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Soylent Green is PEOPLE…..

Charlton Heston said it much better than I ever could.

Sir George Young, leader of the House of Commons, said the proposal to warm a Worcestershire leisure centre with heat from a nearby crematorium was a “groundbreaking scheme”.

I feel sick.

15 Comments

  1. Single Acts of Tyranny says:

    I have no idea whether this scheme makes financial sense (and obviously if it needs subsidy then forget it), but in principle, if my earthly remains one day warm your house, I really don’t care.

    It’s not compulsory, so I don’t see a problem given the above provisos, albeit it does sound a bit like “Brave New World”

  2. Tim Newman says:

    That’s that pesky “yuk” factor again…

  3. JuliaM says:

    Like SAOT, I can’t get too worked up about this either. As long as those who might object are given a choice, why not?

  4. CountingCats says:

    Tim,

    No.

    It is a desire for treating the dead with dignity. They are not a fuel, any more than they are the raw materials for soap or lampshades.

  5. Thornavis says:

    The dead aren’t the fuel, that’s the gas or whatever it is that’s needed to burn the bodies which will be contributing practically nothing as fuel, most of which contribution I should imagine comes from the coffins. If we were burning bodies just to provide heat you might have a point. I’d much prefer my body did something useful on its way to dissolution, that’s a perfectly natural process, decay is the prerequisite for growth, so if the dead are providing heat for the living I don’t see any problem, any more than if they were providing nutrients for trees in a churchyard that shelter the living and give them aesthetic pleasure.

  6. Tim Newman says:

    It is a desire for treating the dead with dignity. They are not a fuel, any more than they are the raw materials for soap or lampshades.

    I see your point, but whereas the dead are not going to be turned into soap or lampshades as a matter of course, they are going to be burned and heat will be produced regardless.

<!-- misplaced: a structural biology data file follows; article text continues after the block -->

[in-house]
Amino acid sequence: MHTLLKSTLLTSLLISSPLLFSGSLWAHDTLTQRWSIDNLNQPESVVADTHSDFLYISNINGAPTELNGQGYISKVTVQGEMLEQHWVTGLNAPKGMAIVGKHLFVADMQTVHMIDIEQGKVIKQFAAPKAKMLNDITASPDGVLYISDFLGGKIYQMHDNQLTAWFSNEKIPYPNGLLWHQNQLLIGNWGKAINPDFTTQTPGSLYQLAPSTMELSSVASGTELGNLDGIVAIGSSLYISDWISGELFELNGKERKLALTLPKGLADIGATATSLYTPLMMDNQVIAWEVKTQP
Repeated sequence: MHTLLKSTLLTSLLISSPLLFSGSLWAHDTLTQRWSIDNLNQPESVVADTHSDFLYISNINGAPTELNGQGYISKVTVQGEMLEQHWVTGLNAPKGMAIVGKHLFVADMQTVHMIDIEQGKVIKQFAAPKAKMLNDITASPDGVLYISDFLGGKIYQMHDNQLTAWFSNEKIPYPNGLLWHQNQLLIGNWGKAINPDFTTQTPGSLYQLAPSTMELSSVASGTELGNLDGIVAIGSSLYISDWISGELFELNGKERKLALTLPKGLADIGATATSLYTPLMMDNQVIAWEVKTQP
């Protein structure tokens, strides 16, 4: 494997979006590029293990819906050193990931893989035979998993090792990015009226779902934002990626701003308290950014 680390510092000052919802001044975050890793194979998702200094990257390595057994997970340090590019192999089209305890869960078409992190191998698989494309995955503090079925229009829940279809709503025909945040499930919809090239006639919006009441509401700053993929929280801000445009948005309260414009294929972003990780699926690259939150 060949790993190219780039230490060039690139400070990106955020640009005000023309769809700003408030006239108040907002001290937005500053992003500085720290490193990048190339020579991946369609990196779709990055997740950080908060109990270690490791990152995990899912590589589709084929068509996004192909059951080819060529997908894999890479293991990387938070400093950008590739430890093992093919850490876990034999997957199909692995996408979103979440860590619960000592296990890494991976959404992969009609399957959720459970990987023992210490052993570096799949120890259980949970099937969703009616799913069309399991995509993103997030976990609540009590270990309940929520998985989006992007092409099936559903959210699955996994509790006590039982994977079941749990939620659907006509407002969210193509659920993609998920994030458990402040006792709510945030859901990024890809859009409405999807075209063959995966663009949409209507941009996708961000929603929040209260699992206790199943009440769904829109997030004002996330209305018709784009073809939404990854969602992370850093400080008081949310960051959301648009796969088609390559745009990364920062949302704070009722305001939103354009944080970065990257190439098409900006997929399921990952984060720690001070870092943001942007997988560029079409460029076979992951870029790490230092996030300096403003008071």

Also, I’m not sure the burning body contributes much to the overall heat loss. I’d guess that compared to the gas burners, the burning body produces negligible heat in the overall process*. And recovering waste heat from gas burners (or turbines) is inherently sensible in any system (we do it on our FPSOs on a massive scale), so it would make sense to do so in crematoriums.

    But yeah, I see your point, it isn’t very dignified. But then I’m an engineer and we rarely incorporate dignity into our designs.

    *George Best excepted.

  7. Tim Newman says:

    Thornavis beat me to it…and I was also thinking about the flowers in graveyards.

  8. [...] seems to think this is sinister. It ain’t got nothing on this though. It’s a long article but well worth [...]

  9. RAB says:

    I’ve been to rather a lot of funerals in my time, two in one day once, and I wonder how dignified they really are.

    Once the curtain closes on your loved one and the mourners all file out to look at the flowers and get in their cars to go back to the house, you look up and see the smoke coming from the chimney and you also see the next funeral lining up to come in. It’s a factory.

    And most relatives wonder whether all of the ashes you get back are actually all of your loved one, or perhaps has bits of someone else mixed in.

    Once I’m gone you can leave me out for the Binmen for all I care, though they probably wouldn’t take me cos the bloody lid isn’t shut properly or something. So if you can divert the heat that is just being wasted going up the chimney to a good use, I really don’t have much of a problem with it.

  10. CountingCats says:

    I don’t care what happens to me either, I simply regard this as just another example of government callousness.

  11. NickM says:

    RAB,
    That would be amusing. They’d issue a fixed penalty against you ;-)

  12. JuliaM says:

    My father – and his father before him – chose to leave his body to medical science. Now, when you tell people that, imagine the ‘Yuk!’ factor! Yet how else are medical students supposed to learn anatomy?

  13. Alisa says:

    ‘Callousness’ is Government’s middle name, and so the point here is ‘government’, period. As far as I can tell, the crematorium in question is operated by the government, or at least strictly regulated by it.

  14. Alisa says:

    And indeed, the issue here is very similar to organ donation – specifically, the difference between the mandatory and the government-mandated kind. A *huge* difference, IMO.

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